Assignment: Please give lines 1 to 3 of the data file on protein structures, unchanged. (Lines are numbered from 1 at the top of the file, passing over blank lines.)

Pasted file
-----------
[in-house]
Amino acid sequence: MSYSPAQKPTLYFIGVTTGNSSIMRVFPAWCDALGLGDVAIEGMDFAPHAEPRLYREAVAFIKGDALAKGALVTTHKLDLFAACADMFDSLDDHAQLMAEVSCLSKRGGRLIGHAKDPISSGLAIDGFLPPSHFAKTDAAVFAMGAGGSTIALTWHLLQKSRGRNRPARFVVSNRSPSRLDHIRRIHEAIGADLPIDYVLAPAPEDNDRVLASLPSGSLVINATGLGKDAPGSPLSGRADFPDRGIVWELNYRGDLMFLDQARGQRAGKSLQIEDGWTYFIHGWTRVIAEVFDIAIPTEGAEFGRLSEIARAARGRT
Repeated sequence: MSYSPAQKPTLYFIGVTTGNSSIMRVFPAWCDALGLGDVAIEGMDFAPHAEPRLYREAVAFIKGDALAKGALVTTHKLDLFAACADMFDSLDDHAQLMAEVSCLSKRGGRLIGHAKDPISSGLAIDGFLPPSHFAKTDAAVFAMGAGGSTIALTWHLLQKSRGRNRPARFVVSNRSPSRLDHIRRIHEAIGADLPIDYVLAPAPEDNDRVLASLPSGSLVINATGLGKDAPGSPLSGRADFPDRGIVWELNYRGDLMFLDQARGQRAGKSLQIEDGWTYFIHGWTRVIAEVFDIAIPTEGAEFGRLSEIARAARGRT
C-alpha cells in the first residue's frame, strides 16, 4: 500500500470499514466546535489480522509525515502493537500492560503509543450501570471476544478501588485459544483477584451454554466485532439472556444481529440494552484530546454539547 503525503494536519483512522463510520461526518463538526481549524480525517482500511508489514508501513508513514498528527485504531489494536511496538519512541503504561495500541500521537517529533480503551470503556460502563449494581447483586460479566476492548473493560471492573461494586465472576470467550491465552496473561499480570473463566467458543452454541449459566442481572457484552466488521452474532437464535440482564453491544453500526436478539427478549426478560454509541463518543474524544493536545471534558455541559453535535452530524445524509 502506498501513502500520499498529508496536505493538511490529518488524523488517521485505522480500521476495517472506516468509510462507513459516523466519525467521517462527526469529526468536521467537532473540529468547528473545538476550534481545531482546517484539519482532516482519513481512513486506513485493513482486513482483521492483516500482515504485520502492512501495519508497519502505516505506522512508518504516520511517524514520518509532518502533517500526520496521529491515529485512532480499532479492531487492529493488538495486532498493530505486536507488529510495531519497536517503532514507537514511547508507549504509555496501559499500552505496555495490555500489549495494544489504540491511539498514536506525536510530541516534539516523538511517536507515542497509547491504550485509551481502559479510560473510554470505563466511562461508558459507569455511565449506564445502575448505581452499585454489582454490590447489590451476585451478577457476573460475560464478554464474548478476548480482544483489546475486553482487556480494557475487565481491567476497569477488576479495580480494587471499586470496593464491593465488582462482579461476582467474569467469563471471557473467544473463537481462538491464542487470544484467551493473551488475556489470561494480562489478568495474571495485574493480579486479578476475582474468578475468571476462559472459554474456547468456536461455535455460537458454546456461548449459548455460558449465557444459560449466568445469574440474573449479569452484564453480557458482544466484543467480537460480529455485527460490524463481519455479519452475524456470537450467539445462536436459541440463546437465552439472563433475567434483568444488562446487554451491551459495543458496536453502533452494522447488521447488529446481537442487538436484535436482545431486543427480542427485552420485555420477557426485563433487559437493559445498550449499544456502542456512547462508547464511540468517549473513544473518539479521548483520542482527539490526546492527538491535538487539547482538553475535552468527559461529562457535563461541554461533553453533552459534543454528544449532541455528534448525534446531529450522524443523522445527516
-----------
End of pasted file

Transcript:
[in-house]
Amino acid sequence: MSYSPAQKPTLYFIGVTTGNSSIMRVFPAWCDALGLGDVAIEGMDFAPHAEPRLYREAVAFIKGDALAKGALVTTHKLDLFAACADMFDSLDDHAQLMAEVSCLSKRGGRLIGHAKDPISSGLAIDGFLPPSHFAKTDAAVFAMGAGGSTIALTWHLLQKSRGRNRPARFVVSNRSPSRLDHIRRIHEAIGADLPIDYVLAPAPEDNDRVLASLPSGSLVINATGLGKDAPGSPLSGRADFPDRGIVWELNYRGDLMFLDQARGQRAGKSLQIEDGWTYFIHGWTRVIAEVFDIAIPTEGAEFGRLSEIARAARGRT
Repeated sequence: MSYSPAQKPTLYFIGVTTGNSSIMRVFPAWCDALGLGDVAIEGMDFAPHAEPRLYREAVAFIKGDALAKGALVTTHKLDLFAACADMFDSLDDHAQLMAEVSCLSKRGGRLIGHAKDPISSGLAIDGFLPPSHFAKTDAAVFAMGAGGSTIALTWHLLQKSRGRNRPARFVVSNRSPSRLDHIRRIHEAIGADLPIDYVLAPAPEDNDRVLASLPSGSLVINATGLGKDAPGSPLSGRADFPDRGIVWELNYRGDLMFLDQARGQRAGKSLQIEDGWTYFIHGWTRVIAEVFDIAIPTEGAEFGRLSEIARAARGRT